# Clustering

In this tutorial we will continue the analysis of the integrated dataset. We will use the integrated PCA to perform the clustering. First we will construct a \(k\)-nearest neighbour graph in order to perform a clustering on the graph. We will also show how to perform hierarchical clustering and k-means clustering on PCA space.

Let’s first load all necessary libraries and also the integrated dataset from the previous step.

``````suppressPackageStartupMessages({
library(Seurat)
library(cowplot)
library(ggplot2)
library(pheatmap)
library(rafalib)
library(clustree)
})

## Graph clustering

The procedure of clustering on a Graph can be generalized as 3 main steps:

1. Build a kNN graph from the data

2. Prune spurious connections from kNN graph (optional step). This is a SNN graph.

3. Find groups of cells that maximizes the connections within the group compared other groups.

### Building kNN / SNN graph

The first step into graph clustering is to construct a k-nn graph, in case you don’t have one. For this, we will use the PCA space. Thus, as done for dimensionality reduction, we will use ony the top N PCA dimensions for this purpose (the same used for computing UMAP / tSNE).

As we can see above, the Seurat function `FindNeighbors` already computes both the KNN and SNN graphs, in which we can control the minimal percentage of shared neighbours to be kept. See `?FindNeighbors` for additional options.

``````# check that CCA is still the active assay
alldata@active.assay

alldata <- FindNeighbors(alldata, dims = 1:30, k.param = 60, prune.SNN = 1/15)``````
``## Computing nearest neighbor graph``
``## Computing SNN``
``````# check the names for graphs in the object.
names(alldata@graphs)``````
``````##  "CCA"
##  "CCA_nn"  "CCA_snn"``````

We can take a look at the kNN graph. It is a matrix where every connection between cells is represented as \(1\)s. This is called a unweighted graph (default in Seurat). Some cell connections can however have more importance than others, in that case the scale of the graph from \(0\) to a maximum distance. Usually, the smaller the distance, the closer two points are, and stronger is their connection. This is called a weighted graph. Both weighted and unweighted graphs are suitable for clustering, but clustering on unweighted graphs is faster for large datasets (> 100k cells).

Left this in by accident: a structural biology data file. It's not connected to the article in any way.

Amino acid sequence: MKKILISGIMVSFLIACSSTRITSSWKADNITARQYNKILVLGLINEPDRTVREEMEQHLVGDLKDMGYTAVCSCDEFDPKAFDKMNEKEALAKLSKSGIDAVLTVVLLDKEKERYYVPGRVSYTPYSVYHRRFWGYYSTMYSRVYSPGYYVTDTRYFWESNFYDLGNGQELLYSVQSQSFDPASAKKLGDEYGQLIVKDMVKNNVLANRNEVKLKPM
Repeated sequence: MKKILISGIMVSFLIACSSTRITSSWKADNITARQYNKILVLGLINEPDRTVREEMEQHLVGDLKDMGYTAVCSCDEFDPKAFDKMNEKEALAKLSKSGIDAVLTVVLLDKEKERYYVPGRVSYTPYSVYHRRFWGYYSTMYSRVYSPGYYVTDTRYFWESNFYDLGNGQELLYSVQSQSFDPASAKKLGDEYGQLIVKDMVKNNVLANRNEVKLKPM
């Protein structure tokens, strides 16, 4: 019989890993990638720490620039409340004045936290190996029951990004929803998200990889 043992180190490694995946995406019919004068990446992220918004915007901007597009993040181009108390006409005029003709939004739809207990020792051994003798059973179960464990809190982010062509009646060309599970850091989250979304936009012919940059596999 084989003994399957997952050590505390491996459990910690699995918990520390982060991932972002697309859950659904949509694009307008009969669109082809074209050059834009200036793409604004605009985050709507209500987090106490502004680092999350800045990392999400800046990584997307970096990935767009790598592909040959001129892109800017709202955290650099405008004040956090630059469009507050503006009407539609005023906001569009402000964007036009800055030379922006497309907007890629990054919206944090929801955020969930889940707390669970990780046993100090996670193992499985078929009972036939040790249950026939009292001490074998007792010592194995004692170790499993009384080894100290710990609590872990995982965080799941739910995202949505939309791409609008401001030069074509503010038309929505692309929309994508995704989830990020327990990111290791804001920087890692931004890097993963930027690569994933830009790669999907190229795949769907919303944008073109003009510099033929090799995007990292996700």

``````pheatmap(alldata@graphs\$CCA_nn[1:200, 1:200], col = c("white", "black"), border_color = "grey90",
main = "KNN graph", legend = F, cluster_rows = F, cluster_cols = F, fontsize = 2)`````` ``````pheatmap(alldata@graphs\$CCA_snn[1:200, 1:200], col = colorRampPalette(c("white",
"yellow", "red"))(100), border_color = "grey90", main = "SNN graph", legend = F,
cluster_rows = F, cluster_cols = F, fontsize = 2)`````` ### Clustering on a graph

Once the graph is built, we can now perform graph clustering. The clustering is done respective to a resolution which can be interpreted as how coarse you want your cluster to be. Higher resolution means higher number of clusters.

In Seurat, the function `FindClusters` will do a graph-based clustering using “Louvain” algorithim by default (`algorithm = 1`). TO use the leiden algorithm, you need to set it to `algorithm = 4`. See `?FindClusters` for additional options.

``````# Clustering with louvain (algorithm 1)
for (res in c(0.1, 0.25, 0.5, 1, 1.5, 2)) {
alldata <- FindClusters(alldata, graph.name = "CCA_snn", resolution = res, algorithm = 1)
}

# each time you run clustering, the data is stored in meta data columns:
# seurat_clusters - lastest results only CCA_snn_res.XX - for each different
# resolution you test.

plot_grid(ncol = 3, DimPlot(alldata, reduction = "umap", group.by = "CCA_snn_res.0.5") +
ggtitle("louvain_0.5"), DimPlot(alldata, reduction = "umap", group.by = "CCA_snn_res.1") +
ggtitle("louvain_1"), DimPlot(alldata, reduction = "umap", group.by = "CCA_snn_res.2") +
ggtitle("louvain_2"))``````